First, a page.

• RickScarf says:

      My dad buys a car every couple years (he drives a lot for work) and always calls me when he is in the final negotiation stage. I can check a black book for the price to let him know if his retail price is fair, but more importantly it gives the salesman he is with a bit of a curve to his sales pitch. A couple times I’ve asked my dad a couple vanilla questions like the mileage, trim level, etc and ask him to wait a minute while I “research the price”, and I just put the phone down for 4-5 minutes while my dad gets the price closer to what he wants to pay.
      I haven’t bought a used car myself since working in the wholesale vehicle sales field, and would probably buy private party anyway, but even if just for fun I may go to a dealership and make them squirm while I get a test drive if it’s a vehicle I’m not used to driving.

  23. mebaman says:

    When buying a car, do the following, and while you may not get the best deal, you will not be ripped off:

    - Do your homework beforehand (look at Internet sites – e.g., Edmunds, Kelly Blue Book, Consumer Reports, Autotrader, etc.), and get a good idea of what your desired vehicle’s price really is.

    - If your salesperson wants to play four square – leave and don’t look back. The fact that they tried to involve you in this sordid piece of buffoonery from yesteryear tells you that this is one of “those” dealerships. Even if you opt-out of the four-square, you will not win – there is more than one way to skin a customer.

    - While you should secure financing before your trip to the dealer, sometimes special incentive financing is available through the manufacturer’s finance arm (e.g., 0% APR or other low interest deals for “qualified” buyers). Still, don’t sign the sales contract until you have it in writing that you’ve been approved for whatever special deal the bank’s offering, lest they try to come back and tell you that you didn’t qualify and that you were instead approved for a loan at 11% or something like that (there’ll often be a fine print clause in the sales contract that allows them to do this). Some states have outlawed this bait and switch practice, but not all.

    - Read everything that you have to put a signature on – if crap happens, you’ll be held to what you signed, not what the dealership tells you.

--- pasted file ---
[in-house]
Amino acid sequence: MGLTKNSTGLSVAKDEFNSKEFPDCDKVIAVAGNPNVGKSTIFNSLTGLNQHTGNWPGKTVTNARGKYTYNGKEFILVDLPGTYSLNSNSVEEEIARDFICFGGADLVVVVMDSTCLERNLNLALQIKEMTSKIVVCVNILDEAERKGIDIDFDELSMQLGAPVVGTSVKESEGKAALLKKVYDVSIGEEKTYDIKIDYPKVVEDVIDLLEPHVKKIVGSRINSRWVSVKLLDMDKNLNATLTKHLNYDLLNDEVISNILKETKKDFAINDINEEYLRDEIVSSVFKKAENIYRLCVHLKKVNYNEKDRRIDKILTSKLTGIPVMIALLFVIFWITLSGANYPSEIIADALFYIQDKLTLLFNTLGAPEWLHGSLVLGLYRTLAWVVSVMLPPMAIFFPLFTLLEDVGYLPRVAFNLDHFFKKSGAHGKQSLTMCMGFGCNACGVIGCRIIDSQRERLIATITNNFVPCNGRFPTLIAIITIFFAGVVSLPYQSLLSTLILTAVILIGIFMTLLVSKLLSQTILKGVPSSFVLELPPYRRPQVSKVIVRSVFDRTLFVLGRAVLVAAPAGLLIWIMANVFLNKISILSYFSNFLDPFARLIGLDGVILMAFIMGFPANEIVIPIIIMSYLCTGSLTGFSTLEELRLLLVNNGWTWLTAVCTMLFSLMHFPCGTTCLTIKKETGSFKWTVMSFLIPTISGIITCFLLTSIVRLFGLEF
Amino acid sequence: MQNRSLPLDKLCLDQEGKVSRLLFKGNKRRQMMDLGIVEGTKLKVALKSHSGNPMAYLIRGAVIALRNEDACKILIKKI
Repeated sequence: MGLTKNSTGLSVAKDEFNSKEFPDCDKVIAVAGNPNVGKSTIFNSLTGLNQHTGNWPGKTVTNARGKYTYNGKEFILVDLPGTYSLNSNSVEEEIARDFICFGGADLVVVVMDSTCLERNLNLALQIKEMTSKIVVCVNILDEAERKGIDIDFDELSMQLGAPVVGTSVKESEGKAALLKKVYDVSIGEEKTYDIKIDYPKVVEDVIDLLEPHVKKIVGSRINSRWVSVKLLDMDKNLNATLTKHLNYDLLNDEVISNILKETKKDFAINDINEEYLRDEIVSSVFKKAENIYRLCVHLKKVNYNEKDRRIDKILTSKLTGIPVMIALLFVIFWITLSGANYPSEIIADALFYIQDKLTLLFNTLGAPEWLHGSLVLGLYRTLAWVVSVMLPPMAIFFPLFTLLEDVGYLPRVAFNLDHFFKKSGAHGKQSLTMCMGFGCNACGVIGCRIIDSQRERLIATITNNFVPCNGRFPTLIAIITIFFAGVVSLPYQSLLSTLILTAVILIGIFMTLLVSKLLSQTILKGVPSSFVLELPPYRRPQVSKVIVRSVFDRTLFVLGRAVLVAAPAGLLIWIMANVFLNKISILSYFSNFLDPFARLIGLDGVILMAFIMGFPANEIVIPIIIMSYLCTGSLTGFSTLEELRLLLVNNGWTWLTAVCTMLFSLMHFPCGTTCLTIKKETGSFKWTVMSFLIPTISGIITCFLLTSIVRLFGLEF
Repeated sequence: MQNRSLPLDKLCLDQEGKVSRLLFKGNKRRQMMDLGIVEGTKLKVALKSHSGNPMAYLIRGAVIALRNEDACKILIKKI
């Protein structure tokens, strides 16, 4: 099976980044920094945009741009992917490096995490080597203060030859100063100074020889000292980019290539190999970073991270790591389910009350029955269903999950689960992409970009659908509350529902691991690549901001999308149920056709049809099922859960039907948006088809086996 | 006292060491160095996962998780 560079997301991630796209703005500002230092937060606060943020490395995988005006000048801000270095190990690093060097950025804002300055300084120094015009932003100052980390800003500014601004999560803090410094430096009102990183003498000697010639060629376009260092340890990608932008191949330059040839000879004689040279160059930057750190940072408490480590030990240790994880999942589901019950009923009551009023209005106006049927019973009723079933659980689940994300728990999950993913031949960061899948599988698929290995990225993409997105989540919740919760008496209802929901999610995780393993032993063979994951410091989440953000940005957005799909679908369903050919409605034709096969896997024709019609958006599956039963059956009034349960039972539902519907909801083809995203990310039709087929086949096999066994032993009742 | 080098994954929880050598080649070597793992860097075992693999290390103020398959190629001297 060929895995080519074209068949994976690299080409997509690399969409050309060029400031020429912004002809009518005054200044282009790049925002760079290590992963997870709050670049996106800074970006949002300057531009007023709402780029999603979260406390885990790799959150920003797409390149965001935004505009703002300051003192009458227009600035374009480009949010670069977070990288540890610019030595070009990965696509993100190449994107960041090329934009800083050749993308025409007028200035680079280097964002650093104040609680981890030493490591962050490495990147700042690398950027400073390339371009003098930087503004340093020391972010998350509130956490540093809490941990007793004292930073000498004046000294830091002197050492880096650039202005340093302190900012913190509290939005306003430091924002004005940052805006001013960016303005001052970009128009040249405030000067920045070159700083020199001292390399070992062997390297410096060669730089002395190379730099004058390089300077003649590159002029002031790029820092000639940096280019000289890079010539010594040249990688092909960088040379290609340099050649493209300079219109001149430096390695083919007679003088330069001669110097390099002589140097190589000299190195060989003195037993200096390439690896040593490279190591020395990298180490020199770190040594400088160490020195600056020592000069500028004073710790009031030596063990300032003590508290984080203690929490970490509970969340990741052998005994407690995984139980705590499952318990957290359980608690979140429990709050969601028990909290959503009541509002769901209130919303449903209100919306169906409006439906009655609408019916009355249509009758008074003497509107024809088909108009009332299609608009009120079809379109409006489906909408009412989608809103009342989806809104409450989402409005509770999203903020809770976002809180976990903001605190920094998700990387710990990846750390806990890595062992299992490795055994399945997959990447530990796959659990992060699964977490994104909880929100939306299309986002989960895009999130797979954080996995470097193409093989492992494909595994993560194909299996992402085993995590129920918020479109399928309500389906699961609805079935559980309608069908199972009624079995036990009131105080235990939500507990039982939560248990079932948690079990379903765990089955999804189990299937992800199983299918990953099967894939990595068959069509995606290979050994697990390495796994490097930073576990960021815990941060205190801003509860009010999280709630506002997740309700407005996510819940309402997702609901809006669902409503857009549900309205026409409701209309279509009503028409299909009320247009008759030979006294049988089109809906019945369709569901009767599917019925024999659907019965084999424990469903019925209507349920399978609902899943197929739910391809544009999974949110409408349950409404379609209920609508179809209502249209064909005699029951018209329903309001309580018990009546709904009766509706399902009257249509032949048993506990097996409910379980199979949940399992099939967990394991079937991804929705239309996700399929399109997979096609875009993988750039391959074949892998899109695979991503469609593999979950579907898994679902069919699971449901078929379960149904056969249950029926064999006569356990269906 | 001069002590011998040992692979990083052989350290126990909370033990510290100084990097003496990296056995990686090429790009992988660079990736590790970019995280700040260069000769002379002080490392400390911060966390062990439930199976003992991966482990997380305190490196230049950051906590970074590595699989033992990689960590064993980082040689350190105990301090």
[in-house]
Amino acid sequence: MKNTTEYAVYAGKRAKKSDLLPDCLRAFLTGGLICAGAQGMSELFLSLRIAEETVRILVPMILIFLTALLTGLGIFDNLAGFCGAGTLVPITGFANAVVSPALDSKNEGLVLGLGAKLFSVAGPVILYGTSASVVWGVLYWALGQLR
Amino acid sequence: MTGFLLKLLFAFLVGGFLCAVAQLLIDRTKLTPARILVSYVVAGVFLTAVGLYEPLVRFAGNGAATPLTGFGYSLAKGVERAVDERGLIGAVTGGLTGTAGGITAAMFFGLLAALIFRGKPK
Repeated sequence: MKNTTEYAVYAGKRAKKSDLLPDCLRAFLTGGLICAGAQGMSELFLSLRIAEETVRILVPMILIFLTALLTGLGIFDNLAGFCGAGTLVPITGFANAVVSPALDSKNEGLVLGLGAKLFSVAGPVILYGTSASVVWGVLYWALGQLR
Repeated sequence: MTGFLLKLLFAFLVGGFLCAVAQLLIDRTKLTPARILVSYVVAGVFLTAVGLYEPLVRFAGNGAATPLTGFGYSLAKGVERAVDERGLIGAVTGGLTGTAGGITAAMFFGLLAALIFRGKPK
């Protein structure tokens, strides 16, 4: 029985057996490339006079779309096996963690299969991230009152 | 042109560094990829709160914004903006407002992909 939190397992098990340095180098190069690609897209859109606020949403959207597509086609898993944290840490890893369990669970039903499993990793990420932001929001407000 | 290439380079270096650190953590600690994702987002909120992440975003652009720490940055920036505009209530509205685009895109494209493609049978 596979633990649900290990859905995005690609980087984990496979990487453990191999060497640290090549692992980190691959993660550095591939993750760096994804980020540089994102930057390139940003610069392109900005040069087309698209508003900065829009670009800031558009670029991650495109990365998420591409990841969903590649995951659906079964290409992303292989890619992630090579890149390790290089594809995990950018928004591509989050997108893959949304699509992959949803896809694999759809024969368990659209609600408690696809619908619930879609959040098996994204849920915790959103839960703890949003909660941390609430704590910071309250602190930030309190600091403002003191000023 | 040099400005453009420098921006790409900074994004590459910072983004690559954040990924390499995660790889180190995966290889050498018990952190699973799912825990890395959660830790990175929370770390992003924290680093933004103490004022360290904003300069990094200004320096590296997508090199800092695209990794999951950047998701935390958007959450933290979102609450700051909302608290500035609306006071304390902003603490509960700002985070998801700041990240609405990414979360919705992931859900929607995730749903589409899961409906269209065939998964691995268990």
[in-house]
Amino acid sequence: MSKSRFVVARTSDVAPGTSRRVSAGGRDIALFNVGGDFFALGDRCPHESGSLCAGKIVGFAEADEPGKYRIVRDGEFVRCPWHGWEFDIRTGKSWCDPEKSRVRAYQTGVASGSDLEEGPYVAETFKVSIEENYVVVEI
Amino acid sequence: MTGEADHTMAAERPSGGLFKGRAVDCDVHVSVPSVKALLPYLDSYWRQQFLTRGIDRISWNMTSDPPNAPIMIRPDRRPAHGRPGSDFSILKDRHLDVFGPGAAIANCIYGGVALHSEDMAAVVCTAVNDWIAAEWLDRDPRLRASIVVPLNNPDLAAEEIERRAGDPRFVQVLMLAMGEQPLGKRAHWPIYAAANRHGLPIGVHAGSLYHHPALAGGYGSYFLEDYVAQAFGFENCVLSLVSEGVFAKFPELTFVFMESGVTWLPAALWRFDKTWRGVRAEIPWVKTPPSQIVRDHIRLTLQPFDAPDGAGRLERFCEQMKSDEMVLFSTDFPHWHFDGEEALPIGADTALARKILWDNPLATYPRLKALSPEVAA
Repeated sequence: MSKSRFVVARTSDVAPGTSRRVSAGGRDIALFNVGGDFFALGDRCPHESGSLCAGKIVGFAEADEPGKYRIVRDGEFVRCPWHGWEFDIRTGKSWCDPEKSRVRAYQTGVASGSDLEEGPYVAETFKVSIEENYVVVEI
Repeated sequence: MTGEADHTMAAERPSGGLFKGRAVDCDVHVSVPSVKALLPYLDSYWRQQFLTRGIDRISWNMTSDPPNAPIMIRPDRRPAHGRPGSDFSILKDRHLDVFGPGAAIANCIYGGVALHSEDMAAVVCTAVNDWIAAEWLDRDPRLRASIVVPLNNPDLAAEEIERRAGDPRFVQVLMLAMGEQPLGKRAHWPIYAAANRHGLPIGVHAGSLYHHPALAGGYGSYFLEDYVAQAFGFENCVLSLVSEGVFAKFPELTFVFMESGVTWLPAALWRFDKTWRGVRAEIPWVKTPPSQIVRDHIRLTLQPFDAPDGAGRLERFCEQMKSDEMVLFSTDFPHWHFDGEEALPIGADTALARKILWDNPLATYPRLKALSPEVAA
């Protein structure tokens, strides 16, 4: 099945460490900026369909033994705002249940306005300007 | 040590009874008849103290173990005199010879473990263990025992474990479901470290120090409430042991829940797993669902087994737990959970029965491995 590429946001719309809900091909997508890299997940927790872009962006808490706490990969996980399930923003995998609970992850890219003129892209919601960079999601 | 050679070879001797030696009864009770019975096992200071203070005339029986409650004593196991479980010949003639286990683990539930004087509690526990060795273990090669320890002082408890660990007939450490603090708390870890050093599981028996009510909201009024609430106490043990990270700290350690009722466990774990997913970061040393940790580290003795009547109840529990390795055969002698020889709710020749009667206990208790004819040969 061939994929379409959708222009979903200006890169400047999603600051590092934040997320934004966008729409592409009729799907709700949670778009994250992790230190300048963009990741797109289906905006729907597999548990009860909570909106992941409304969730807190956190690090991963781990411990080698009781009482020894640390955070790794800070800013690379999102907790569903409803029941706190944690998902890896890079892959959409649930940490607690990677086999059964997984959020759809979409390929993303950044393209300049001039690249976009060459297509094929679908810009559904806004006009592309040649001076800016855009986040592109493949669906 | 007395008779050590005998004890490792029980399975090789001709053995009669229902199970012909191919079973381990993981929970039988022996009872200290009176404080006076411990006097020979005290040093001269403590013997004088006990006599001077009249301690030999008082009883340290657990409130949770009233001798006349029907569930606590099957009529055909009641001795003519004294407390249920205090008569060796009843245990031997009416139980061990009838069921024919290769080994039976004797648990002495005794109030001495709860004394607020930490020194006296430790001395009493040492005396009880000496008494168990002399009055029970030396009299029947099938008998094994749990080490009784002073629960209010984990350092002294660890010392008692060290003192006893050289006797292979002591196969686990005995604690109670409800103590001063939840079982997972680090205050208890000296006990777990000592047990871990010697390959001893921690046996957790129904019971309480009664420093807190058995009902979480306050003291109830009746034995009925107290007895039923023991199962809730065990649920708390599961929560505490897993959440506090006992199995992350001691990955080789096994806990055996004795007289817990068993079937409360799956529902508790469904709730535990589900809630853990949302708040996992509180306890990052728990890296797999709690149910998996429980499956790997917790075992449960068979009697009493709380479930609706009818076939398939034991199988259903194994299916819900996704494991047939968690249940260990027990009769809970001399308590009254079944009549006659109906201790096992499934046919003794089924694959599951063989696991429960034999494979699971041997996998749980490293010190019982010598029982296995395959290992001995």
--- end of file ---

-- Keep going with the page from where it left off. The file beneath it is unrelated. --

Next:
- If you notice that your car is missing something (e.g., floormats, a luggage guard, etc.), make sure that you get it or are otherwise comfortable not having it before you sign the papers and drive off the lot. Otherwise, you will probably never see those items – regardless of what Joe Sales tells you.

    - Avoid dealerships that pack their inventory cars with “dealer-installed” options (e.g., pinstripes, wheel locks, sung guards, chrome strips, window etching, etc.). Like the four square, it says a certain something about the type of dealership you’re at. This is the equivalent of Best-Buy’s “Geek Squad pre-optimized” program – the options are installed at no one’s request, sold at an uber-markup, make the product look worse, are unnecessary or ineffective, and are used as a tool to artificially inflate the already-artificial MSRP.

    - If you have a trade-in – know its value, and try, if you can, to sell it elsewhere so that it’s off the table in negotiating for the price of their new vehicle. Dealers will attempt to use the trade-in to make a bad deal more palatable by shifting value between the trade-in and sale. It’s a distraction in an already complicated transaction that’s best avoided if at all possible.

    - If you like a particular color, vehicle, etc., don’t let the salesperson know that. As far as he/she’s concerned, all vehicles within a particular price/class range are fungible. This way, they won’t try to gouge you or say they can’t negotiate on the “blue one.”

    Thankfully, I’ve noticed that many dealerships, due in no small part to the internet and now-widespread availability of industry information, are moving away from the old way of doing business in favor of more standardized internet pricing and less gimmickry and trickery (I haven’t seen a four-square since 2001). It’s a step in the right direction, but no reason to let your guard down (dealer’s still gotta eat).

  24. u1itn0w2day says: